Eye For Film >> Movies >> Anatomy (2021) Film Review
Reviewed by: Nikola Jovic
Remaining at a distance, on the edge of things, always has a negative ring to it. But as the long takes of arrival in Warsaw are setting the film’s mood and pace, one is reminded of René Char’s words: “Eliminating distance kills.” Ola Jankowska’s puzzling and thought-provoking, but nonetheless, engagingly sombre feature debut, will have us grasping for a sense of meaning and yearning for some kind of an emotional release, as the film’s protagonist is goes down memory lane in search of a connection the world around her. It will, perhaps paradoxically, explore depths of intimacy and identity by remaining distant.
Mika (Karolina Kominek-Skuratowicz) is a woman at the onset of middle age, returning to her home city of Warsaw after 15 years abroad. The reason? Her father’s (Andrzej Poniedzielski) hospitalisation due to memory loss caused by an injury he suffered more than 20 years ago, the severity of which has finally revealed itself. At first, we feel like Mika’s reconnection with her father is going to stir up emotions held inside for far too long. But once she gets to the streets of the city, rebuilt anew since she was gone, she finds her father, friends, and old lovers, as well as everything she used to consider a part of her own identity, are so far removed from what they used to be and represent, that it calls her own identity into question. But is this really a loss, or a new horizon of opportunity?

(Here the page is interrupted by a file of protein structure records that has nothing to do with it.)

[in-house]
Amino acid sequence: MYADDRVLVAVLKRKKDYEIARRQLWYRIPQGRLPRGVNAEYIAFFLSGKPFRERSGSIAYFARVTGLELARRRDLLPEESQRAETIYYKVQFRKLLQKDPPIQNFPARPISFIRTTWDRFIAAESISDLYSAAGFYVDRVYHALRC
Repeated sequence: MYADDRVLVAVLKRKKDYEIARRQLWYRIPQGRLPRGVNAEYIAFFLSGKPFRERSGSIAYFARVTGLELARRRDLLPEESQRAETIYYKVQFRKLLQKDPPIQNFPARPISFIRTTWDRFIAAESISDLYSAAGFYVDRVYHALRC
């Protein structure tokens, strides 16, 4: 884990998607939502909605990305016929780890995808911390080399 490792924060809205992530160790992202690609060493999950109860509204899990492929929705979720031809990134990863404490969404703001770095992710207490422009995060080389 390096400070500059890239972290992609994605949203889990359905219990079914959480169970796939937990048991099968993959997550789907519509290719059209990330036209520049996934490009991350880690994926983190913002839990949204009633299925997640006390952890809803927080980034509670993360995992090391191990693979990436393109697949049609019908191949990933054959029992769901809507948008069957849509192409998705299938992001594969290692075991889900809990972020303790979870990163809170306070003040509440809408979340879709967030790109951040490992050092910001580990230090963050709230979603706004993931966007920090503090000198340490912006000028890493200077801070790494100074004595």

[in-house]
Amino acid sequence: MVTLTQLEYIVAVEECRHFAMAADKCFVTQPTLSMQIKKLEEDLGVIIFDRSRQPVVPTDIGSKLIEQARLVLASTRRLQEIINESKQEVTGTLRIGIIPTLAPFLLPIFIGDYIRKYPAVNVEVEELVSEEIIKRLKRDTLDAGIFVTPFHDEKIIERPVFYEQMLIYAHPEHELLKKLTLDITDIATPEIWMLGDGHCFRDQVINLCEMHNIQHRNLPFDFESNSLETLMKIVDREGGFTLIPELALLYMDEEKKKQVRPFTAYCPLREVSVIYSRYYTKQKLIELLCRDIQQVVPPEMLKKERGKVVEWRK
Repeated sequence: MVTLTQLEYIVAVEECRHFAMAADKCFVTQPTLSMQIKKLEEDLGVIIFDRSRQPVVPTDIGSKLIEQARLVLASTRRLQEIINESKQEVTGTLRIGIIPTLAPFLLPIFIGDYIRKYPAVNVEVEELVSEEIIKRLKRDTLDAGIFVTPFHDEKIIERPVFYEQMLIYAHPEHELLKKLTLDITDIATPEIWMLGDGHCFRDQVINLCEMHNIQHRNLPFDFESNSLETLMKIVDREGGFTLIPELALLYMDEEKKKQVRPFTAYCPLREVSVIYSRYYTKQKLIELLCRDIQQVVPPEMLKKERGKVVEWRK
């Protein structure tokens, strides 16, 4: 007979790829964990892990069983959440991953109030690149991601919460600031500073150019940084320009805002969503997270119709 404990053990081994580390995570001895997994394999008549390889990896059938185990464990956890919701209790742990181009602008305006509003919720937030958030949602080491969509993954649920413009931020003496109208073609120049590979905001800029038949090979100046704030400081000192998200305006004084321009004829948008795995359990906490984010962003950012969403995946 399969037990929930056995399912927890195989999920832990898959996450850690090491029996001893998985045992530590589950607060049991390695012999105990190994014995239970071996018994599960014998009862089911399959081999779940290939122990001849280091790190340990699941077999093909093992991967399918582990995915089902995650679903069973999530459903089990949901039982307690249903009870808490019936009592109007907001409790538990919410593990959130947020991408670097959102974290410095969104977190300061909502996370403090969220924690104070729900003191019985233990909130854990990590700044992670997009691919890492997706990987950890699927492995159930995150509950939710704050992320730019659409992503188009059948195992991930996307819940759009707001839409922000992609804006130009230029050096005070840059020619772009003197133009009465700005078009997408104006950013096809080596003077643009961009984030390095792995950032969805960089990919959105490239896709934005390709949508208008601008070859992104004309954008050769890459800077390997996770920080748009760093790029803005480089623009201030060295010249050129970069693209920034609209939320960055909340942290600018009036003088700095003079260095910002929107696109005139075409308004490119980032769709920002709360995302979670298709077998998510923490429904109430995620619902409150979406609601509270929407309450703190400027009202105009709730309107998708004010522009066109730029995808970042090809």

Transcendental filmmaking is always about withholding devices. Creating tension not as an extension of the plot, but by slowing everything down to a point where it produces uneasiness in the viewer. What that basically means is that a lot of these scenes are walking on the fine line between deep or dull, sometimes making it murkier and hard to tell as to where that line exactly is. But if we get past the not-so-useful labels, what we find is Jankowska’s interesting usage of thermal imaging, VHS and phone footage, as well as other kinds of mediating devices (shooting only partial close-ups of things, or through glasses/objects, etc). By sprinkling these techniques sparingly throughout the film, she manages to keep us both engaged and interested, despite the slow pace or a lack of conventional plot progression. When outlined like that, this approach may seem disjointed or far too out there for it to be considered “transcendental”, but as the title, Anatomy, suggests: it’s one functioning and interconnected unity, made of parts that are on its own separate wholes as well.
In the very beginning, we see a person lying on a bed using thermal imaging. And as they get up, the place they left is still hot, the camera showing us the contours of something already gone- a shining, or a presence, of a body not present. This theme of half-presence and traces of things is crucial to the film’s theme. In one eclectic sequence, for example, there’s a sudden jump from footage of the liberation of Poland, to the celebration of its autonomy 100 years later. The same event, both occurrences we can call nationalistic, but their meaning and motifs couldn’t be more opposed to each other. As what remains of the initial independence impulse is nothing but an empty signifier for the hooligans to inscribe themselves with.
What makes a person’s identity? Its appearance, or what lies beneath? These questions have been part of the filmmaking canon since its inception, and it’s hard to find a way in or a metaphor you can use that can seem new. Jankowska’s well thought out piece of transcendental filmmaking won’t be treating us to any of the answers, nor is it looking to deliver some satisfying revelations. As Mika’s mother, glimpsed in VHS flashbacks, says: “Inner space should be understood as a gesture towards it…” not a destination you can reach. What the film does, is compel us to explore our own emotions and relations towards the world with the not-so-common usage of different storytelling devices, even when it’s testing the limits of our patience.Reviewed on: 23 Oct 2021